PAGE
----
July 18, 2018

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Free Press Head Start for Aug. 11

Good morning!

  • Cutting costs: In a bid to reduce spending at the urging of the provincial government, the cost of even the smallest items are being scrutinized by regional health authorities. For example, an email from a nursing supervisor states warmed flannel blankets should be used “only when necessary” at a treatment clinic in the Southern Health region. The RHA denies the memo had anything to do with saving costs. Jane Gerster reports.
  • Your forecast: It will be sunny this morning, with a high of 27 C, a mix of sun and cloud and a 30 per cent chance of showers late this afternoon.

In case you missed it

  • Sharp increase: The owner of a skate-sharpening business says rent increases by the Dakota Community Centre and fees imposed by the City of Winnipeg may put him out of business. His rent is being hiked by 35 per cent, and the city told him he will have to pay an annual $500 administration fee and a documentation-preparation fee between $4,000 to $5,000 each time his lease is renewed, as well as property taxes, even though he doesn’t own the space. Ryan Thorpe reports.
  • No expert testimony at trial: Winnipeg chef Rob Thomas was acquitted Thursday of sexual assault. Court of Queen’s Bench Justice David Kroft said he would have liked to hear expert testimony about the effects of cognitive behavioural therapy on memories. The complainant told police about the alleged 2007 incident after going to therapy seven years later. Katie May reports.
  • Timely tale: Randall King has a preview of the upcoming Jeremy Renner movie Wind River, which features several Canadian actors and, given its plot about the killing of a young Aboriginal woman, will be particularly relevant to Canadian audiences. First-time director Taylor Sheridan says while the issue of missing and murdered Indigenous women is vital in Canada, there is “zero” awareness of it in the United States.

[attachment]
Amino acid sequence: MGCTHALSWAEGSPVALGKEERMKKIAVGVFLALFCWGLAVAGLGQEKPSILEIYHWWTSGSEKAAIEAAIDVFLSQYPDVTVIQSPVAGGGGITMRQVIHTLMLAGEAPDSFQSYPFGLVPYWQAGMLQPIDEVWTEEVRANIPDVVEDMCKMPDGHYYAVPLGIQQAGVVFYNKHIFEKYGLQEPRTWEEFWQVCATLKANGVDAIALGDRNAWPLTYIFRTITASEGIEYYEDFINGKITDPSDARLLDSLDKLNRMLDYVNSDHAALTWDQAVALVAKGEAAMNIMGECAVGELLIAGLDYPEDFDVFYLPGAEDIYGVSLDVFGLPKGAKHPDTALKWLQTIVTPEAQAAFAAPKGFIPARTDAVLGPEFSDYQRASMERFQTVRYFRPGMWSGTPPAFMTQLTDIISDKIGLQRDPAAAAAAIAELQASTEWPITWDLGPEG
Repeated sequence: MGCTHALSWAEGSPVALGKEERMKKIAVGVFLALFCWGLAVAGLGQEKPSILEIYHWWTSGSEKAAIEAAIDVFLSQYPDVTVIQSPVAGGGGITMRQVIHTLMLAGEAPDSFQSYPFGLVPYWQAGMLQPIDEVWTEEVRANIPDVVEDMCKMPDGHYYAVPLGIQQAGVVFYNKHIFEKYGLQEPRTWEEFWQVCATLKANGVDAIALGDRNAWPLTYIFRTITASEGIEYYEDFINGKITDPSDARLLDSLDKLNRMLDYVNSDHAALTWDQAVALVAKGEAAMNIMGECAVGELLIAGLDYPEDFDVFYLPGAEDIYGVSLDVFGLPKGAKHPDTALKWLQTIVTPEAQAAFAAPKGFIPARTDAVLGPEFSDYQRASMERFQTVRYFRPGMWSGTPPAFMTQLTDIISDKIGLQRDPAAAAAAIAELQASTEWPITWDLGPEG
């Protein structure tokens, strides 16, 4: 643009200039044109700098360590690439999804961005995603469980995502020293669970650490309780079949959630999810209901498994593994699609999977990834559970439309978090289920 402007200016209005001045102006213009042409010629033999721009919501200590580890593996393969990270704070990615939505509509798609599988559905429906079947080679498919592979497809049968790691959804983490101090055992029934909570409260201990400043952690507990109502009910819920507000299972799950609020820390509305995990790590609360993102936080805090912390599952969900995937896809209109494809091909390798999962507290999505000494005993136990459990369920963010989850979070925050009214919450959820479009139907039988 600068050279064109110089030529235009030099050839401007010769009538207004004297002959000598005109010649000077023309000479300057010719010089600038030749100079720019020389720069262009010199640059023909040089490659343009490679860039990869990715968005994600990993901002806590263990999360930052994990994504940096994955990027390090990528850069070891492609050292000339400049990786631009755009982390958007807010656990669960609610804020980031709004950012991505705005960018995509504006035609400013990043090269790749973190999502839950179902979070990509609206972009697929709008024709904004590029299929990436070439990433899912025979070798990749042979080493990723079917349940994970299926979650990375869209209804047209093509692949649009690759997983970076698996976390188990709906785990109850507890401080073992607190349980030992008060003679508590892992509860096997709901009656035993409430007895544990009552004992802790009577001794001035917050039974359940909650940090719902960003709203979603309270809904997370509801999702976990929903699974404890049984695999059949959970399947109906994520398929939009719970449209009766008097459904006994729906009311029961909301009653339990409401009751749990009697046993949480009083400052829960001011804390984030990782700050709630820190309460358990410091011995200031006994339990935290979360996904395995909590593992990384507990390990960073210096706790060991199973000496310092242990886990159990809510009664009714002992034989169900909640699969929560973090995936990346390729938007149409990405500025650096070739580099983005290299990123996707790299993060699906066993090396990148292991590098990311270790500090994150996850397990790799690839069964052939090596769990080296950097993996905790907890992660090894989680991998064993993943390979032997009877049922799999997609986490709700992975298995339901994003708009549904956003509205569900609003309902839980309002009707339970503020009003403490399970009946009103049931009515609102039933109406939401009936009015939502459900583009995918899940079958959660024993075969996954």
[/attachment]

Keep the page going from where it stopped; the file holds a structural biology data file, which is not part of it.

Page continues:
Up next

  • The Blind Boys of Alabama wind up Saturday evening’s festivities.

    The blues are back: The annual Winnipeg BBQ and Blues Festival begins this evening at the Burton Cummings Theatre and ends Saturday. The Fabulous Thunderbirds are the main act tonight. There’s also an outdoor stage with free performances tonight and Saturday.

Around the water cooler

  • Staying centred: Quarterback Matt Nichols has become known for leading the Blue Bombers to late-game comebacks, but his savvy and determination developed long before he arrived in Winnipeg. Mike Sawatzky reports on the Eastern Washington University alumnus, who has seven game-winning, fourth-quarter comebacks in his last 15 regular-season CFL starts.
  • Pin-terest: Columnist Jen Zoratti explores the subculture of pin trading at the Canada Summer Games. Barry Taman of the Pin People, the company behind the event’s official lapel pins, explains some of the etiquette involved.

Trending now

  • Not backing down: President Donald Trump is warning of military action "should North Korea act unwisely." Trump tweeted: "Military solutions are now fully in place, locked and loaded, should North Korea act unwisely. Hopefully Kim Jong Un will find another path!"
  • Brad Wall: One of Canada's most high-profile premiers who rose to national prominence for his down-to-earth style, sharp wit and, more recently, his willingness to lock horns with Ottawa is retiring from politics after a decade in office.

On this date

  • On Aug. 11, 1977: David Berkowitz, believed to be the notorious serial killer Son of Sam, was arrested in New York. The Free Press, for the first time in history, replated between editions to bring readers a colour photo of the Son of Sam in the afternoon edition. Manitoba Attorney-General Howard Pawley said he would ask for a report from the RCMP after officers fired shots at a van driven by three emotionally disturbed youths. And the Bellan report recommended Winnipeg city council appoint a commissioner of land development with extensive powers to act as a watchdog over land matters.

The Free Press Head Start is published weekdays by 7 a.m.

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